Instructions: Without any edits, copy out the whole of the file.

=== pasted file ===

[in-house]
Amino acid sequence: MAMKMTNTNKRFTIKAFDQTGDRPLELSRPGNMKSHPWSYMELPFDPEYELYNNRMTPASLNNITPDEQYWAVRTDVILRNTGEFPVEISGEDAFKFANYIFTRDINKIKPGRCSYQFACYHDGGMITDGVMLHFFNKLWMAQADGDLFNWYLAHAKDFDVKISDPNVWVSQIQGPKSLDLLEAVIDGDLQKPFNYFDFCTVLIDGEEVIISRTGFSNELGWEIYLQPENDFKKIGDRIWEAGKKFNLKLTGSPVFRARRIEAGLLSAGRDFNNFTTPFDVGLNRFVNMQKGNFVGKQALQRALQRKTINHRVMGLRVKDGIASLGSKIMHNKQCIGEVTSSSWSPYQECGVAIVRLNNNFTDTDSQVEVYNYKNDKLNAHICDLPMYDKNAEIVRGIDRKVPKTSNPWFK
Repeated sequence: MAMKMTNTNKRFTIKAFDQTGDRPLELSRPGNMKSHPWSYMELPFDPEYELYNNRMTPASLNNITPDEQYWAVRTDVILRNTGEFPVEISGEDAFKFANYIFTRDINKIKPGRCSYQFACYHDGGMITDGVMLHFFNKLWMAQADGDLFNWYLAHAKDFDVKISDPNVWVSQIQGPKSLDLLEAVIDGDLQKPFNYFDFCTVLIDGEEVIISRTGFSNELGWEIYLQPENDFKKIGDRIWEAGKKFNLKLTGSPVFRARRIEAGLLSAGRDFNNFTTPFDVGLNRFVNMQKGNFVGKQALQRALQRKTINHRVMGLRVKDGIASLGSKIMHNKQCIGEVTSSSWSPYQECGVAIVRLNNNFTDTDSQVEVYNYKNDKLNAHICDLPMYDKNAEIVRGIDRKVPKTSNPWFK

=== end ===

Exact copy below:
[in-house]
Amino acid sequence: MAMKMTNTNKRFTIKAFDQTGDRPLELSRPGNMKSHPWSYMELPFDPEYELYNNRMTPASLNNITPDEQYWAVRTDVILRNTGEFPVEISGEDAFKFANYIFTRDINKIKPGRCSYQFACYHDGGMITDGVMLHFFNKLWMAQADGDLFNWYLAHAKDFDVKISDPNVWVSQIQGPKSLDLLEAVIDGDLQKPFNYFDFCTVLIDGEEVIISRTGFSNELGWEIYLQPENDFKKIGDRIWEAGKKFNLKLTGSPVFRARRIEAGLLSAGRDFNNFTTPFDVGLNRFVNMQKGNFVGKQALQRALQRKTINHRVMGLRVKDGIASLGSKIMHNKQCIGEVTSSSWSPYQECGVAIVRLNNNFTDTDSQVEVYNYKNDKLNAHICDLPMYDKNAEIVRGIDRKVPKTSNPWFK
Repeated sequence: MAMKMTNTNKRFTIKAFDQTGDRPLELSRPGNMKSHPWSYMELPFDPEYELYNNRMTPASLNNITPDEQYWAVRTDVILRNTGEFPVEISGEDAFKFANYIFTRDINKIKPGRCSYQFACYHDGGMITDGVMLHFFNKLWMAQADGDLFNWYLAHAKDFDVKISDPNVWVSQIQGPKSLDLLEAVIDGDLQKPFNYFDFCTVLIDGEEVIISRTGFSNELGWEIYLQPENDFKKIGDRIWEAGKKFNLKLTGSPVFRARRIEAGLLSAGRDFNNFTTPFDVGLNRFVNMQKGNFVGKQALQRALQRKTINHRVMGLRVKDGIASLGSKIMHNKQCIGEVTSSSWSPYQECGVAIVRLNNNFTDTDSQVEVYNYKNDKLNAHICDLPMYDKNAEIVRGIDRKVPKTSNPWFK